• listpath: echoes the pathels of a pathvar on separate lines; the output can then be filtered using grep, for example.

  • uniqpath: removes duplicate pathels from a pathvar.

A good shell utility should provide some guidance to the user, and accordingly, each pathvar utility has a -h option, which writes usage information to standard output. Furthermore, a good utility should not be fragile; it should check its arguments for sanity, as far as possible. This is doubly important when an important variable such as PATH is being altered. The path utilities share common option-handling code to simplify this sanity checking.

Taming Options and Arguments

Traditionally, shell scripts have handled their options in a somewhat ad hoc manner. The option-handling code in a script will often comprise a hand-crafted loop around getopts (which I'll describe later); this loop sets variables and issues error statements, as appropriate to the requested options. While this approach is common, it requires duplication of code in every script that is written. This is tedious and error-prone.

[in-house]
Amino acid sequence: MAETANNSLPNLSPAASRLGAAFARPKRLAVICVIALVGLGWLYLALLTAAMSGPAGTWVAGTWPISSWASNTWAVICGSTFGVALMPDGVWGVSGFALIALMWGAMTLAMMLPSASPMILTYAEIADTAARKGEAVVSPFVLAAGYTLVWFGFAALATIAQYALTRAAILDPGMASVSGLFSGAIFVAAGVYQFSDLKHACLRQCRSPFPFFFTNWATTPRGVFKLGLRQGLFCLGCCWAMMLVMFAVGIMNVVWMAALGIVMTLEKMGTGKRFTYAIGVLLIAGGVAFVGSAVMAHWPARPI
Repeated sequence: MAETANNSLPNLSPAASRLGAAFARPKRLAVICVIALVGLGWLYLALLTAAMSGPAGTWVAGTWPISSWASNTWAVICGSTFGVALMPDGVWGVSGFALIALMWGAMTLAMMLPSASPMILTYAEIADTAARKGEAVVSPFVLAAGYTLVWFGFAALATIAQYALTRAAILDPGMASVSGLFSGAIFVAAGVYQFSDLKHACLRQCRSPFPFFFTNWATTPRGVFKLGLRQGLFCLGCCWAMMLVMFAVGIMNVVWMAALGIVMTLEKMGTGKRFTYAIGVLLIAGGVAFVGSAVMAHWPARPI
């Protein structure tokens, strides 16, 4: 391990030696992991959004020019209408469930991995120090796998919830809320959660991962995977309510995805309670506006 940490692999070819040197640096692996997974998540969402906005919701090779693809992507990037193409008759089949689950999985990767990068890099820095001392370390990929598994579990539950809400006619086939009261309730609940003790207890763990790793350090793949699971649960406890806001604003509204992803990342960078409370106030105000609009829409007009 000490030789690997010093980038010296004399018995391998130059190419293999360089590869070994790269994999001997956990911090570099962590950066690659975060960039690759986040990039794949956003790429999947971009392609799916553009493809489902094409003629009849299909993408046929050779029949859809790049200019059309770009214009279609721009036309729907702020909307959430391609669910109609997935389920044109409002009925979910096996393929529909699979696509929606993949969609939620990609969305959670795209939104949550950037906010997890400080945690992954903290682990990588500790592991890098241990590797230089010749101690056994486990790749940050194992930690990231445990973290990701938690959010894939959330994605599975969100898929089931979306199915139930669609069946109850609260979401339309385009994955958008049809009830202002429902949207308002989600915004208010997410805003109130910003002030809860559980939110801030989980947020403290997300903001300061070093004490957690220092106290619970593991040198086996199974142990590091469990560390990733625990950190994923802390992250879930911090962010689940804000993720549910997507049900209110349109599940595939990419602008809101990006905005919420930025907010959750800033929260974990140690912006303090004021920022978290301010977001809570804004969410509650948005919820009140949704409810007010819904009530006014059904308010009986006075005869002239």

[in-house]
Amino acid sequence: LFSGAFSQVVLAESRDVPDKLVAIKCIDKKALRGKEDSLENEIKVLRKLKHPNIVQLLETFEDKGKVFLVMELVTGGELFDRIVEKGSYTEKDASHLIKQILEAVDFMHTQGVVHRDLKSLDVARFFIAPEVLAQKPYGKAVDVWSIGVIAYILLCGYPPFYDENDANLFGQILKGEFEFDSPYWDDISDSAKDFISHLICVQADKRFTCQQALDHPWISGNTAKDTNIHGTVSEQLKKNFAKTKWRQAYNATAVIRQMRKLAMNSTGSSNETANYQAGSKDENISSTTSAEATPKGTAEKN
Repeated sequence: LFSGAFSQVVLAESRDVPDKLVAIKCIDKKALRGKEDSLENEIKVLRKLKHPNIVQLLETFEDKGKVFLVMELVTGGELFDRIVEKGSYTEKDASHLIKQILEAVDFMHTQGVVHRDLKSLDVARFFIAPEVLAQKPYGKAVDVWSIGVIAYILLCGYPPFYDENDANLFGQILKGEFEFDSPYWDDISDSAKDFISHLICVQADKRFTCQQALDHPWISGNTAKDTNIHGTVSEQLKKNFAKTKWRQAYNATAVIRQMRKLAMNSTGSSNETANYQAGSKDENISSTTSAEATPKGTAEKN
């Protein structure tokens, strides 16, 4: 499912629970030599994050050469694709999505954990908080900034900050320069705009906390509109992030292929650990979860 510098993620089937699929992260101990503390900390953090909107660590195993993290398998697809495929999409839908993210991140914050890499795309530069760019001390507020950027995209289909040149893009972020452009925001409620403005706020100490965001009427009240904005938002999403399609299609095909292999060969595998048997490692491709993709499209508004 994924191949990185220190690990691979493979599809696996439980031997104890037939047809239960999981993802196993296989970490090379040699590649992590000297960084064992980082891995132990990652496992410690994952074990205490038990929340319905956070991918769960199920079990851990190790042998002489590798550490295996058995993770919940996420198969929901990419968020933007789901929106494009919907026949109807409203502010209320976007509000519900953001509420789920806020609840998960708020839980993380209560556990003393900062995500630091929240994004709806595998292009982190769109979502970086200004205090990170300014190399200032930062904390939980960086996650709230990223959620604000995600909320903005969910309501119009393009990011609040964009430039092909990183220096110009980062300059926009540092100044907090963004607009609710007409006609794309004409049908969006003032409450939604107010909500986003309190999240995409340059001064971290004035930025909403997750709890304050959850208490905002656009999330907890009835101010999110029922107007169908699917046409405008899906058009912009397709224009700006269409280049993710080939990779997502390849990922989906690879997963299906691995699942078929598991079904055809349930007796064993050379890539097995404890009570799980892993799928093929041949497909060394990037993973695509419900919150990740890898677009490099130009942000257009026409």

Listing 1

Option-handling code generally performs a small set of functions (i.e., setting variables and issuing messages), so we can usefully write a shell function to standardize this behaviour. Take a look at Listing 1, a shell script called testoptions.

To run this script, we could make the file executable by the owner (chmod u+x testoptions) and type its name. If you do that, you should see something like this:

$ testoptions
./testoptions: options: command not found

This occurs because line 3 of the script refers to options, a shell function, which we haven't told the shell about yet. When we do so, we can run testoptions again, this time with some arguments:

$ testoptions -a -b fred -d
Now, the shell function options has looked at its first argument (“ab:c”), a coded specification of the name and type of the expected options. It uses this to interpret its remaining arguments, which in this case are all those originally passed to testoptions (i.e., -a -b, fred and -d because [email protected] is converted into a quoted list of all arguments to the script).

The argument specification (ab:c) is in the form expected by the getopts command and means “we take three options, -a, -b and -c, and -b requires an argument”. The fact that -b requires an argument is indicated by the colon.